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Misallocation, informality, and human capital: understanding the role of institutions

Author

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  • Pablo D'Erasmo
  • Herman J. Moscoso Boedo
  • Asli Senkal

Abstract

Accepted for publication, Journal of Economic Dynamics and Control The aim of this paper is to quantify the role of formal-sector institutions in shaping the demand for human capital and the level of informality. We propose a firm dynamics model where firms face capital market imperfections and costs of operating in the formal sector. Formal firms have a larger set of production opportunities and the ability to employ skilled workers, but informal firms can avoid the costs of formalization. These firm-level distortions give rise to endogenous formal and informal sectors and, more importantly, affect the demand for skilled workers. The model predicts that countries with a low degree of debt enforcement and high costs of formalization are characterized by relatively lower stocks of skilled workers, larger informal sectors, low allocative efficiency, and measured TFP. Moreover, we find that the interaction between entry costs and financial frictions (as opposed to the sum of their individual effects) is the main driver of these differences. This complementarity effect derives from the introduction of skilled workers, which prevents firms from substituting labor for capital and in turn moves them closer to the financial constraint.

Suggested Citation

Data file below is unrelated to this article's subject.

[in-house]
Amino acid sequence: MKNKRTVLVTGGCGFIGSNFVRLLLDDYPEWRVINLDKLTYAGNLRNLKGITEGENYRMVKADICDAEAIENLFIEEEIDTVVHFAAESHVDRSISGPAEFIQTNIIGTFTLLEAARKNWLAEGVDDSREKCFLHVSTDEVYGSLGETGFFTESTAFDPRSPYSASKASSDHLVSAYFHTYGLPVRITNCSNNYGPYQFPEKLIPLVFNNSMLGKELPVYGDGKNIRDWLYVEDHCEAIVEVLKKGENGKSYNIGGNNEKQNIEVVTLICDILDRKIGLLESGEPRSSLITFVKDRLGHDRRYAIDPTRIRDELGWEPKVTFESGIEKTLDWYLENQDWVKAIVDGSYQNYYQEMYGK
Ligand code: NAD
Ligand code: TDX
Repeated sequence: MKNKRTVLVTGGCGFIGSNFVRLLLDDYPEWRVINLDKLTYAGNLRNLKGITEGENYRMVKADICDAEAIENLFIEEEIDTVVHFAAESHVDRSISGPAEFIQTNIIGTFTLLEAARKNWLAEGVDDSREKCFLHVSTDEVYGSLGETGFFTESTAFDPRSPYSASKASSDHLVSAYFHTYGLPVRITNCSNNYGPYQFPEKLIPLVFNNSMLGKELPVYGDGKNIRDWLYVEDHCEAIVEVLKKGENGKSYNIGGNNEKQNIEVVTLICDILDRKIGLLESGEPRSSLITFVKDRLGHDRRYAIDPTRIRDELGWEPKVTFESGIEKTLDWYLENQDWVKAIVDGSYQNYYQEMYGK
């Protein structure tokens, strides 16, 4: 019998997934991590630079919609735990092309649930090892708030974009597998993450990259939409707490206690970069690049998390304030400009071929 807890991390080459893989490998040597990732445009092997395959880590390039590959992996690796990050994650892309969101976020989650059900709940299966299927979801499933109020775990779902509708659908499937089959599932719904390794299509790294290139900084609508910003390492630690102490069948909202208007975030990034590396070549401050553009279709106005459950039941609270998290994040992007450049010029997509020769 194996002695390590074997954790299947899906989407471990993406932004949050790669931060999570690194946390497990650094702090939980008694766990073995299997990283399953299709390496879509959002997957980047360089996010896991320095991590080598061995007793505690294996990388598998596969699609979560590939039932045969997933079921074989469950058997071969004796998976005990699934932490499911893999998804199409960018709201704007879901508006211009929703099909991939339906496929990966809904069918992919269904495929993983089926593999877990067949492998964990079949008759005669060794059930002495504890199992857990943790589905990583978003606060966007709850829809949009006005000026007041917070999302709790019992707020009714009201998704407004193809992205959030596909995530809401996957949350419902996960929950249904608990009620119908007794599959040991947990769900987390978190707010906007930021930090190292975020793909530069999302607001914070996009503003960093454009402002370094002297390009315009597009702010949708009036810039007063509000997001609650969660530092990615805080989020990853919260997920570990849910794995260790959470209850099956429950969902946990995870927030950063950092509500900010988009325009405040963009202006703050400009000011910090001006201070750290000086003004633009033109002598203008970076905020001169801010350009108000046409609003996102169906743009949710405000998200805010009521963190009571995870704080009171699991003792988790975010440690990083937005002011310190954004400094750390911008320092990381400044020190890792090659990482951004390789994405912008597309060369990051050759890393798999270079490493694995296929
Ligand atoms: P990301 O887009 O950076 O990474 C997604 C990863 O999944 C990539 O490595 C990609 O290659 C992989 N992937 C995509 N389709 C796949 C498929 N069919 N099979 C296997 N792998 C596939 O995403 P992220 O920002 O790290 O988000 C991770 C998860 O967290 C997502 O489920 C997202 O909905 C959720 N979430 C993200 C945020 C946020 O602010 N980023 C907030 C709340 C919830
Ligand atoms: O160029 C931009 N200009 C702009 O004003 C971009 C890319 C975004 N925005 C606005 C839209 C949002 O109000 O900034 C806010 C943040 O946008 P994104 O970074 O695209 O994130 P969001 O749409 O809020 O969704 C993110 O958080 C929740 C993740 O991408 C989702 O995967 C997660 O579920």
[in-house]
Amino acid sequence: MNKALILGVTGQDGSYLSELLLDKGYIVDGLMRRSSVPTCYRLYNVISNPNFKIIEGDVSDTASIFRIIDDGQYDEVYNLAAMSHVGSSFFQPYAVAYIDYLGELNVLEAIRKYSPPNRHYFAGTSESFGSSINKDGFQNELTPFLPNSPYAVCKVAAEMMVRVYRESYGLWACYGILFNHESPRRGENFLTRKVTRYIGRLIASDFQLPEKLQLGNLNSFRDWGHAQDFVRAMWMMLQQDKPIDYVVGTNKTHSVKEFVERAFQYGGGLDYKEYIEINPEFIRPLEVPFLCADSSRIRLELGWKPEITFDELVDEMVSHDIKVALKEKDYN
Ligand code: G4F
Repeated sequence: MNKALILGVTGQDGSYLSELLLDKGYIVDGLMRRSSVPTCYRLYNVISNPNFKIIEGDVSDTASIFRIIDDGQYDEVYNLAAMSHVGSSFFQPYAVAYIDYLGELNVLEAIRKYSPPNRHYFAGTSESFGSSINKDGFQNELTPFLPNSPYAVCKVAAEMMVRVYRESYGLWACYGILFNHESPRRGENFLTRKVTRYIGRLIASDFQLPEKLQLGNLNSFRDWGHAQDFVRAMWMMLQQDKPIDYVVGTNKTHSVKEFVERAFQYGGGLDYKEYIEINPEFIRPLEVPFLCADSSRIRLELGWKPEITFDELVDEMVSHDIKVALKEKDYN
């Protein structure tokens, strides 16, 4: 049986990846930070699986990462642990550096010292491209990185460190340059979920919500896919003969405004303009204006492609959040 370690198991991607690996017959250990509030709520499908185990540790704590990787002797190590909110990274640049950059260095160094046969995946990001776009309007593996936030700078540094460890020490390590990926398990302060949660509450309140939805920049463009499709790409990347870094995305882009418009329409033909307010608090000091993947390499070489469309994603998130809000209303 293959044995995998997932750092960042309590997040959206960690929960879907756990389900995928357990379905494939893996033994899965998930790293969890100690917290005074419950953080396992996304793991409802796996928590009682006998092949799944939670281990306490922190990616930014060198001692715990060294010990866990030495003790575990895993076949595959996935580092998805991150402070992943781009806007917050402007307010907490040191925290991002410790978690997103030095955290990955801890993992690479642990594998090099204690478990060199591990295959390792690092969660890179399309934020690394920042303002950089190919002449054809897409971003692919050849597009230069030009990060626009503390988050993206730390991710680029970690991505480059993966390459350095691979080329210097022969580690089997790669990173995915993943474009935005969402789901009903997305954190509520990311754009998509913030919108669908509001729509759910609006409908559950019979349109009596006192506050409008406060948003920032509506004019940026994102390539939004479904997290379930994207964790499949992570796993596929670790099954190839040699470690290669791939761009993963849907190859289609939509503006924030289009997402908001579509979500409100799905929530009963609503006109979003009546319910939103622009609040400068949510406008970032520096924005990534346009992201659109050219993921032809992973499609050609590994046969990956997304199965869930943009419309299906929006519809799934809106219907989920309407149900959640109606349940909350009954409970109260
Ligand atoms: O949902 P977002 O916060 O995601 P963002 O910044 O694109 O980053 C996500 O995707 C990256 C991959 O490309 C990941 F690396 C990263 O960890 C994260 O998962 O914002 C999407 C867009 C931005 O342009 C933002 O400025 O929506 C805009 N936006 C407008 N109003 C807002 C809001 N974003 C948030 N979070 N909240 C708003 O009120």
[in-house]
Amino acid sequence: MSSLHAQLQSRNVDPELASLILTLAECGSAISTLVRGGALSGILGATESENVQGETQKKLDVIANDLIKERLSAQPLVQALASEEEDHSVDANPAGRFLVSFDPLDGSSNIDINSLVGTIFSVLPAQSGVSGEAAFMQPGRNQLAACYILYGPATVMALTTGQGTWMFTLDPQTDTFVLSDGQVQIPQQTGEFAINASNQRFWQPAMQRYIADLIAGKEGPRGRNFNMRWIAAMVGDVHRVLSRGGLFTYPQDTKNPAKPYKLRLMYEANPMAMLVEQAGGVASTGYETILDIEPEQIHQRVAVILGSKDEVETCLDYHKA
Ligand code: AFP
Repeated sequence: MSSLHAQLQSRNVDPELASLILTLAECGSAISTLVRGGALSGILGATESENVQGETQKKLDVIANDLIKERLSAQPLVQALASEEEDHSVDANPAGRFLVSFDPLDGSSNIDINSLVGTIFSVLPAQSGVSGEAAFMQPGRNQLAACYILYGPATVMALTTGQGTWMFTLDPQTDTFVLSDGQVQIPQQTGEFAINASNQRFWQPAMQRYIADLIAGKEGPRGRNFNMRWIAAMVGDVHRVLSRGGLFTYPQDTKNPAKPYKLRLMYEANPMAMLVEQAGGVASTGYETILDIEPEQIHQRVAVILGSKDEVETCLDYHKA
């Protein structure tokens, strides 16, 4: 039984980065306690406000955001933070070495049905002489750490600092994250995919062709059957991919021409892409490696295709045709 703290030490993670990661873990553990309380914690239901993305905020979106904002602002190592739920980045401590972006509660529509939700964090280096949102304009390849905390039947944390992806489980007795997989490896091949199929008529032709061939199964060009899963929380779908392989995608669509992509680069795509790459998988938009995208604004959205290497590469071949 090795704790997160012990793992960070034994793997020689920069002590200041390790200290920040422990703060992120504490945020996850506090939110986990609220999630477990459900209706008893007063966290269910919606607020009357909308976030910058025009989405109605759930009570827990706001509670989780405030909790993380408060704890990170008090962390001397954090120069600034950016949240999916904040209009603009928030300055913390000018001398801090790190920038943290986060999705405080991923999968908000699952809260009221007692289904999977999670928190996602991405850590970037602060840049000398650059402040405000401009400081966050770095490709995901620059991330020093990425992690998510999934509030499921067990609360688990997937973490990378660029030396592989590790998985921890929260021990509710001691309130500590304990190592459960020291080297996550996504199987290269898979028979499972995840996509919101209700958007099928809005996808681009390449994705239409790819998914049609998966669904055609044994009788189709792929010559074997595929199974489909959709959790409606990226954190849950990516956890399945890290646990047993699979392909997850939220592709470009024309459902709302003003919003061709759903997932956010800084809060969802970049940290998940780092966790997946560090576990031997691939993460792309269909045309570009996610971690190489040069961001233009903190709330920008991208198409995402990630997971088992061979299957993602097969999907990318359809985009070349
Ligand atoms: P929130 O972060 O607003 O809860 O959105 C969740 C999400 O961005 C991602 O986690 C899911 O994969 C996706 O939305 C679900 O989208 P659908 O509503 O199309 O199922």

• Pablo D'Erasmo & Herman J. Moscoso Boedo & Asli Senkal, 2014. "Misallocation, informality, and human capital: understanding the role of institutions," Working Papers 14-11, Federal Reserve Bank of Philadelphia.
  • Handle: RePEc:fip:fedpwp:14-11
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    Cited by:

    1. Raphael Bergoeing & Norman V. Loayza & Facundo Piguillem, 2016. "The Whole is Greater than the Sum of Its Parts: Complementary Reforms to Address Microeconomic Distortions," World Bank Economic Review, World Bank Group, vol. 30(2), pages 268-305.
    2. Jose Asturias & Sewon Hur & Timothy J. Kehoe & Kim J. Ruhl, 2015. "Firm Entry and Exit and Aggregate Growth," Working Papers 15-07, New York University, Leonard N. Stern School of Business, Department of Economics.
    3. Pablo N. D’Erasmo, 2016. "Access to Credit and the Size of the Formal Sector," Economía Journal, The Latin American and Caribbean Economic Association - LACEA, vol. 0(Spring 20), pages 143-199, April.
    4. Italo Lopez Garcia, 2015. "Human Capital and Labor Informality in Chile A Life-Cycle Approach," Working Papers WR-1087, RAND Corporation.
    5. Kong, Dongmin & Liu, Shasha & Xiang, Junyi, 2018. "Political promotion and labor investment efficiency," China Economic Review, Elsevier, vol. 50(C), pages 273-293.

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    More about this item

    Keywords

    Financial Structure; Informal Sector; Productivity; Policy Distortions; Human Capital;
    All these keywords.

    JEL classification:

    • D24 - Microeconomics - - Production and Organizations - - - Production; Cost; Capital; Capital, Total Factor, and Multifactor Productivity; Capacity
    • E26 - Macroeconomics and Monetary Economics - - Consumption, Saving, Production, Employment, and Investment - - - Informal Economy; Underground Economy
    • J24 - Labor and Demographic Economics - - Demand and Supply of Labor - - - Human Capital; Skills; Occupational Choice; Labor Productivity
    • L11 - Industrial Organization - - Market Structure, Firm Strategy, and Market Performance - - - Production, Pricing, and Market Structure; Size Distribution of Firms
    • O16 - Economic Development, Innovation, Technological Change, and Growth - - Economic Development - - - Financial Markets; Saving and Capital Investment; Corporate Finance and Governance
    • O17 - Economic Development, Innovation, Technological Change, and Growth - - Economic Development - - - Formal and Informal Sectors; Shadow Economy; Institutional Arrangements

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